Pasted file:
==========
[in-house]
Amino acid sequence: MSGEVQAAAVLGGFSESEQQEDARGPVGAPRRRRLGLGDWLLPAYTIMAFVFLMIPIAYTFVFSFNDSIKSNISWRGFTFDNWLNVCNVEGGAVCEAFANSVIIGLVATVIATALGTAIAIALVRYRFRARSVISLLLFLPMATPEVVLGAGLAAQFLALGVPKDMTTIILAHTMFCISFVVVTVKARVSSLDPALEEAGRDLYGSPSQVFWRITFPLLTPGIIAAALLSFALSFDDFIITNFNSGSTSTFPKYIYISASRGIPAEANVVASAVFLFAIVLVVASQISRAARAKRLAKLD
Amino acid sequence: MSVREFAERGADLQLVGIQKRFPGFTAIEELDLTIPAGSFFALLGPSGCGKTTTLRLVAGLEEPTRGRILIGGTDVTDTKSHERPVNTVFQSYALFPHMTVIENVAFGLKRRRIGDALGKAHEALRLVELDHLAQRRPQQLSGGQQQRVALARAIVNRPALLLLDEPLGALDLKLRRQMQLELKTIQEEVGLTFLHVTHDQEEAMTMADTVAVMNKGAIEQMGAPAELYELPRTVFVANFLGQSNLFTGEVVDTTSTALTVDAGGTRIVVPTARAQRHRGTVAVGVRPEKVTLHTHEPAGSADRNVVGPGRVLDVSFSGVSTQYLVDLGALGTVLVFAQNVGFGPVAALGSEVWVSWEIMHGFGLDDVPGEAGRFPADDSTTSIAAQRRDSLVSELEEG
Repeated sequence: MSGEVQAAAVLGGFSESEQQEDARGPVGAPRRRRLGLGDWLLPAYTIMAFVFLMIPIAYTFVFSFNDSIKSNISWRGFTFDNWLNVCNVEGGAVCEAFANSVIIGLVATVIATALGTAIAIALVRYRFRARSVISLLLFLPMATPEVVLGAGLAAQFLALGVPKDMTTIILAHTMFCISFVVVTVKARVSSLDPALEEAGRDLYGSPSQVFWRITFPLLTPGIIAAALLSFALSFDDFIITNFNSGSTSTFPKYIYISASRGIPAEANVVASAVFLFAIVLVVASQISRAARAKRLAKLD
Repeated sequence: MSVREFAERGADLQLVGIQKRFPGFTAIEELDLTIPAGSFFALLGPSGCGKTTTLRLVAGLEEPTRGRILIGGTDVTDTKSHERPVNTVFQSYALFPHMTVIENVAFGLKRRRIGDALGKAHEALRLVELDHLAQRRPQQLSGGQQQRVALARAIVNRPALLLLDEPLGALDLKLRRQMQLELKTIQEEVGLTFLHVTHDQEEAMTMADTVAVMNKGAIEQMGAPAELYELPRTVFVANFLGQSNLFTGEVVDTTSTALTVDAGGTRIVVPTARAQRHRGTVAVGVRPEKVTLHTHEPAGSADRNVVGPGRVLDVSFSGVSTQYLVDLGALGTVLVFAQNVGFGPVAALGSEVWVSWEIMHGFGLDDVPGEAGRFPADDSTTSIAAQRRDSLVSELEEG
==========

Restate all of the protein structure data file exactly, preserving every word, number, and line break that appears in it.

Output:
[in-house]
Amino acid sequence: MSGEVQAAAVLGGFSESEQQEDARGPVGAPRRRRLGLGDWLLPAYTIMAFVFLMIPIAYTFVFSFNDSIKSNISWRGFTFDNWLNVCNVEGGAVCEAFANSVIIGLVATVIATALGTAIAIALVRYRFRARSVISLLLFLPMATPEVVLGAGLAAQFLALGVPKDMTTIILAHTMFCISFVVVTVKARVSSLDPALEEAGRDLYGSPSQVFWRITFPLLTPGIIAAALLSFALSFDDFIITNFNSGSTSTFPKYIYISASRGIPAEANVVASAVFLFAIVLVVASQISRAARAKRLAKLD
Amino acid sequence: MSVREFAERGADLQLVGIQKRFPGFTAIEELDLTIPAGSFFALLGPSGCGKTTTLRLVAGLEEPTRGRILIGGTDVTDTKSHERPVNTVFQSYALFPHMTVIENVAFGLKRRRIGDALGKAHEALRLVELDHLAQRRPQQLSGGQQQRVALARAIVNRPALLLLDEPLGALDLKLRRQMQLELKTIQEEVGLTFLHVTHDQEEAMTMADTVAVMNKGAIEQMGAPAELYELPRTVFVANFLGQSNLFTGEVVDTTSTALTVDAGGTRIVVPTARAQRHRGTVAVGVRPEKVTLHTHEPAGSADRNVVGPGRVLDVSFSGVSTQYLVDLGALGTVLVFAQNVGFGPVAALGSEVWVSWEIMHGFGLDDVPGEAGRFPADDSTTSIAAQRRDSLVSELEEG
Repeated sequence: MSGEVQAAAVLGGFSESEQQEDARGPVGAPRRRRLGLGDWLLPAYTIMAFVFLMIPIAYTFVFSFNDSIKSNISWRGFTFDNWLNVCNVEGGAVCEAFANSVIIGLVATVIATALGTAIAIALVRYRFRARSVISLLLFLPMATPEVVLGAGLAAQFLALGVPKDMTTIILAHTMFCISFVVVTVKARVSSLDPALEEAGRDLYGSPSQVFWRITFPLLTPGIIAAALLSFALSFDDFIITNFNSGSTSTFPKYIYISASRGIPAEANVVASAVFLFAIVLVVASQISRAARAKRLAKLD
Repeated sequence: MSVREFAERGADLQLVGIQKRFPGFTAIEELDLTIPAGSFFALLGPSGCGKTTTLRLVAGLEEPTRGRILIGGTDVTDTKSHERPVNTVFQSYALFPHMTVIENVAFGLKRRRIGDALGKAHEALRLVELDHLAQRRPQQLSGGQQQRVALARAIVNRPALLLLDEPLGALDLKLRRQMQLELKTIQEEVGLTFLHVTHDQEEAMTMADTVAVMNKGAIEQMGAPAELYELPRTVFVANFLGQSNLFTGEVVDTTSTALTVDAGGTRIVVPTARAQRHRGTVAVGVRPEKVTLHTHEPAGSADRNVVGPGRVLDVSFSGVSTQYLVDLGALGTVLVFAQNVGFGPVAALGSEVWVSWEIMHGFGLDDVPGEAGRFPADDSTTSIAAQRRDSLVSELEEG